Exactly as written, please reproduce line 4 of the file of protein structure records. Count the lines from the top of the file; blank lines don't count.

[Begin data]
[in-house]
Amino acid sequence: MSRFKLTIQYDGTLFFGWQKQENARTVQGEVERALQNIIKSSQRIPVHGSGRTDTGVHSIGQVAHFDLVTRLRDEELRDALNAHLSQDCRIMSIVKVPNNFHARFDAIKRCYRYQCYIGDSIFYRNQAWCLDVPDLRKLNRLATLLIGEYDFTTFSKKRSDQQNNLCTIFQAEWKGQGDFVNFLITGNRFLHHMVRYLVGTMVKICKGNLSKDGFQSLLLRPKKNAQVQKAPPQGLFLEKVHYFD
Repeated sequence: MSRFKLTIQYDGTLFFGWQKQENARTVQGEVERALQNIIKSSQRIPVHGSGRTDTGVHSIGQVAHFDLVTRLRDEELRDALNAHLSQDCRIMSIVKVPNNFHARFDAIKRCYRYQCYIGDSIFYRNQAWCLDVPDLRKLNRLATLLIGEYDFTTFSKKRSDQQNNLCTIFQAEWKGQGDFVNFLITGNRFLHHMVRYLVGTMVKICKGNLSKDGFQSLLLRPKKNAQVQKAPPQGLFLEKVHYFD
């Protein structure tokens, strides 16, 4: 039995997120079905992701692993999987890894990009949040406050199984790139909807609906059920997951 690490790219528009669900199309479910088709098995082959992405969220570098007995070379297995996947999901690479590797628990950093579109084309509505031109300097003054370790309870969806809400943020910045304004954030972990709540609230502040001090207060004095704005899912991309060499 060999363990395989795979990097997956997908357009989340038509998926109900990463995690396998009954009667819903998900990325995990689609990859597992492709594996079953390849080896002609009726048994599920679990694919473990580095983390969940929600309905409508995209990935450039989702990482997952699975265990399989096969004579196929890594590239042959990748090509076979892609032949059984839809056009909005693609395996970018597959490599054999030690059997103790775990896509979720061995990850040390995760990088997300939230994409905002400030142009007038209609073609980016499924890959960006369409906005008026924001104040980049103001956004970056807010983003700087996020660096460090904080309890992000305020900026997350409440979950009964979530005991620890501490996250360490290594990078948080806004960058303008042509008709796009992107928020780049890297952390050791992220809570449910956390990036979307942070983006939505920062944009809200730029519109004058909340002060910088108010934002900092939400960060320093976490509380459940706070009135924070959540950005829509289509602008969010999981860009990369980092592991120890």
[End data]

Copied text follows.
């Protein structure tokens, strides 16, 4: 039995997120079905992701692993999987890894990009949040406050199984790139909807609906059920997951 690490790219528009669900199309479910088709098995082959992405969220570098007995070379297995996947999901690479590797628990950093579109084309509505031109300097003054370790309870969806809400943020910045304004954030972990709540609230502040001090207060004095704005899912991309060499 060999363990395989795979990097997956997908357009989340038509998926109900990463995690396998009954009667819903998900990325995990689609990859597992492709594996079953390849080896002609009726048994599920679990694919473990580095983390969940929600309905409508995209990935450039989702990482997952699975265990399989096969004579196929890594590239042959990748090509076979892609032949059984839809056009909005693609395996970018597959490599054999030690059997103790775990896509979720061995990850040390995760990088997300939230994409905002400030142009007038209609073609980016499924890959960006369409906005008026924001104040980049103001956004970056807010983003700087996020660096460090904080309890992000305020900026997350409440979950009964979530005991620890501490996250360490290594990078948080806004960058303008042509008709796009992107928020780049890297952390050791992220809570449910956390990036979307942070983006939505920062944009809200730029519109004058909340002060910088108010934002900092939400960060320093976490509380459940706070009135924070959540950005829509289509602008969010999981860009990369980092592991120890």